called the attention of our cong. to those common mis-readings in the
siddur. This question too is dealt with by R. Baruch Epstein in his
autobiography "Makor Baruch", in a chapter titled "shgi'ot mi yavin", or
something of that nature).  In other words the term "k'dusha" refers to
THE k'dusha, which is saying three times "kadosh kadosh kadosh".
                         Nachum Issur Babkoff


From: Manny Lehman <mml@...>
Date: Sun, 28 Feb 93 08:19:47 -0500
Subject: Visiting Germany, Amsterdam, Seattle

re Howie Pielet's query, I have to visit Germany frequently, always wear my
Kippah at the airport, in the street, in the Hotel lobby and at meetings.
So far, b'h I've had no problems. Its no great pleasure to visit G., I make
a point of never speaking German or admitting to understanding - though of
course I am fluent - which, I suppose is my way of expressing my feelings
about the country and its people. On the other hand I must admit to having
had some very positive discussions with younger Germans, both over there,
at Imperial where we have German students from time to time and at
Conferences and have found them most positive, critical of the German past
and determined that it should not happen again.

I have never been to Dusseldorf except to drive from and to the airport for
a meeting in Aachen but according to the Jewish Chronicle Travel Guide
(which should be available in the States, try your friendly local Jewish
bookdealer). The guide gives the local Rabbi as R. Abraham Hochwqald,
Kaiserswerther Str. 105, (o211) 49 24 12. There appears to be no Kosher
restaurant but a Hotel under Jewish ownership without Hashgachah

Re Michael Scholar's friend's visit to Amsterdam a telephone call to my
cousin Osher Lehmann on 718 258 4289 (Flatbush, NY) should get you all the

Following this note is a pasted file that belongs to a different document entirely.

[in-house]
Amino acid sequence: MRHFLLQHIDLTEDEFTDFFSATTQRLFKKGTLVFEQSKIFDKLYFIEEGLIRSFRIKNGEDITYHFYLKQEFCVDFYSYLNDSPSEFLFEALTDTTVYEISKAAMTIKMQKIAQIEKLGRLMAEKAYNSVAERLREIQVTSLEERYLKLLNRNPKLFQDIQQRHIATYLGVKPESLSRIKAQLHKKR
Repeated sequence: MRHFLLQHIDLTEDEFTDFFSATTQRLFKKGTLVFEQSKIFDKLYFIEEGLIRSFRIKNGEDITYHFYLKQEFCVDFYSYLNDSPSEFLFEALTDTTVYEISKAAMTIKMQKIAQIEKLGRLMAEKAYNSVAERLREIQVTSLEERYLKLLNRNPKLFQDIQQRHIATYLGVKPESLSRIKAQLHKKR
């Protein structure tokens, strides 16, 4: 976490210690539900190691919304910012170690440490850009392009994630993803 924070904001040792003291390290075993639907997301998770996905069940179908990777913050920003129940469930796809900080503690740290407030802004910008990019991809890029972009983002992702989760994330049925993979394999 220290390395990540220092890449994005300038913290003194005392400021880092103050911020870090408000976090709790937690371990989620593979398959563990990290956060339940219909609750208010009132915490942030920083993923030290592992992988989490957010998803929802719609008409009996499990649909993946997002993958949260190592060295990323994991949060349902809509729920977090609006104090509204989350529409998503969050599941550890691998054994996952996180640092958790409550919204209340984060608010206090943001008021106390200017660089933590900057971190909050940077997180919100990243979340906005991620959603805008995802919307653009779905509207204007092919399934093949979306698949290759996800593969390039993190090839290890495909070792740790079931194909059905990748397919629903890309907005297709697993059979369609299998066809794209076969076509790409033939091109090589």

information about Jewish Amsterdam you might wish.

re Seattle I suggest a telephone call to Ben Genauer at 617 481 17774 or
office 206 624 5351 or to Eli Genauer at 206 722 9722 will get you all the
information you need. I called Ben (from London, having found his name as
Hospitality Chairman for Seattle in the Jewish Chronicle Travel Guide) and
immediately received a most generous invitation to spend Shabbat with them
- which I duly did, (albeit some 7 years ago). Dan, if you go there and
meet them please give them my regards though I can, of course, not be sure
that they are still around. Please let me know how you get on. Again note
that the Jewish Chronicle Travel Guide will give you all the information
about Jewish Seattle (or any where else) that you could possibly need. It
is, indeed a very nice Jewish community. Orthodox Syn. 5145 S. Morgan St.
98118, 206 723 0970, Yeshivah Gedola of Seattle, 5220 20th Ave N E, 98105
206 527 1100. and lots more. I'm on the way to the airport and cannot
tarry.. Seattle Kasahruth Board 5145 Morgan St 98118,. Seek there advice re
Kosher hotels/catering the list is too long for me to copy now, or contact
me latter in the week.. There is also a list of stores stocking Kosher
food. Chabad house runs a Kosher restaurant "Kosher Delight",  at 1509 1st
Ave. 206 624 4555. Lots more but I must run.

Best wishes and Derech Z'lechah to all of you.

Prof. M M (Manny) Lehman
Department of Computing, Imperial College of Science, Technology and Medicine
London SW7 2BZ, UK., Phone: +44 (0)71 589 5111, ext. 5009
Fax.:  +44 (0)71 581 8024
email: <mml@...>


End of Volume 6 Issue 50